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Multilayered, mysterious and lovely

Cover of Midnight at the Bright Ide
A review of Midnight at the Bright Ideas Bookstore by Matthew Sullivan

The Lakeview Library mystery book group picked Sullivan's debut about a year ago (when we picked all of 2018's titles) so I'd pretty much forgotten anything I knew about the title and why I suggested it as a possible read. And when I read the first few chapters I began to be a little uneasy, would there be enough mystery for a "mystery" book group? The death that starts the book off is explained in the first chapter, so now what? Well I needn't have feared. The book was not only engrossing and lovely to read, but ended up leading to a very nice discussion for our group.

The Bright Ideas Book Store of the title is modeled on the real-life Tattered Cover Book Store that's been a mainstay in Denver since the early 70s. Working there in the late 90s is an eclectic group of souls who are almost as eccentric as some of the transient population who use the store as a place to be during the day, known affectionately by the staff as the BookFrogs. One of those BookFrogs is Joey Molina, a lonely young man who one night hangs himself in the store. His body is discovered by Lydia, his favorite staff person, who is understandably devastated by his death. When she learns he's left her his worldly possessions, a suit of clothes that looks barely worn, and his collection of books, Lydia is at first puzzled and then intrigued. Because within the books she finds hidden messages that send her on an emotional quest, one that not only connects to Joey's past, but to her own as well.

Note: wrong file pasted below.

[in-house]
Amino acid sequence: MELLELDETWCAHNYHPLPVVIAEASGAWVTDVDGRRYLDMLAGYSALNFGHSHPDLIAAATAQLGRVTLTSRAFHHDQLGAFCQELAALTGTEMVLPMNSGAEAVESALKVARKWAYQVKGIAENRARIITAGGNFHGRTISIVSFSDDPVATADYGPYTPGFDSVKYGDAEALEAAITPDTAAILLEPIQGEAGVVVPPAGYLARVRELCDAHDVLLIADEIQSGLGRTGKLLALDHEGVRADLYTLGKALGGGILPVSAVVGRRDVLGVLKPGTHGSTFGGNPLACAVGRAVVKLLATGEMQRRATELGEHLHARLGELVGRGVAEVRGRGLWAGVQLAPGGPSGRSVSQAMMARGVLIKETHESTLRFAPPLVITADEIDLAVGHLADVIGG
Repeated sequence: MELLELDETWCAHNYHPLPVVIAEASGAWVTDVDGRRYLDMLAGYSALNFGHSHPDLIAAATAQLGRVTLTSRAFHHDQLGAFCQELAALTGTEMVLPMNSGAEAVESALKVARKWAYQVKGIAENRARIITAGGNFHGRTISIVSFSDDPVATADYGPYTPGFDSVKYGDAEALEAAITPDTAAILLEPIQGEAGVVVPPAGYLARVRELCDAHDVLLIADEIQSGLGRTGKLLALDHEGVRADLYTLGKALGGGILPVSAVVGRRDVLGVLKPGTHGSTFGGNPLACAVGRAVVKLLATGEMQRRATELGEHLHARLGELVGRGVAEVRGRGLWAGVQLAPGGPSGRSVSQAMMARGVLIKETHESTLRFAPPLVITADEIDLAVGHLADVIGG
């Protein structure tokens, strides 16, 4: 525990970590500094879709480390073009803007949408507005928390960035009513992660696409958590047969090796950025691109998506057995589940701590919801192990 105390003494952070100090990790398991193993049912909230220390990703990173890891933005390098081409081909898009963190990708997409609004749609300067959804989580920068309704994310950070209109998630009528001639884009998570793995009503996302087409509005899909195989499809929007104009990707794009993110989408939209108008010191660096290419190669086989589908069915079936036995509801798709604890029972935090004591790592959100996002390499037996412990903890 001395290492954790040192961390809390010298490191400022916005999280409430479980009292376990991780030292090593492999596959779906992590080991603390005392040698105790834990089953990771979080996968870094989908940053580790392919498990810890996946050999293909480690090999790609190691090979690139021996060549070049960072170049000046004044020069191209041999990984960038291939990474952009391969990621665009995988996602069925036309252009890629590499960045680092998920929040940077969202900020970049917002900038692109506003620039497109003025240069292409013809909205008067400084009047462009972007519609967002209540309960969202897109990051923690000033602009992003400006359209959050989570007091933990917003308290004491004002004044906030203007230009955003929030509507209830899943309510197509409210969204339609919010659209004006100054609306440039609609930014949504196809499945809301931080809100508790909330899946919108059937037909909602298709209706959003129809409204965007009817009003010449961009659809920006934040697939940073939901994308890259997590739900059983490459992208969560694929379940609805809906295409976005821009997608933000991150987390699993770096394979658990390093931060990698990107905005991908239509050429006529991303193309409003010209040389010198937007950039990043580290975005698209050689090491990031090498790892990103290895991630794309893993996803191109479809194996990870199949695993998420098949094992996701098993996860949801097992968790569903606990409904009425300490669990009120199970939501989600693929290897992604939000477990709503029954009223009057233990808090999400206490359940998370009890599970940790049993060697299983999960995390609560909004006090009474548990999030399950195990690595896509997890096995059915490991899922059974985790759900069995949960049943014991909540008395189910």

There is mystery aplenty here - and that was good. But there's also a compassionate exploration of the secrets and the hidden grief that many people carry. Sullivan has a sure hand with characterization and he winds and weaves several plots into a satisfying whole.

Aug 20, 2018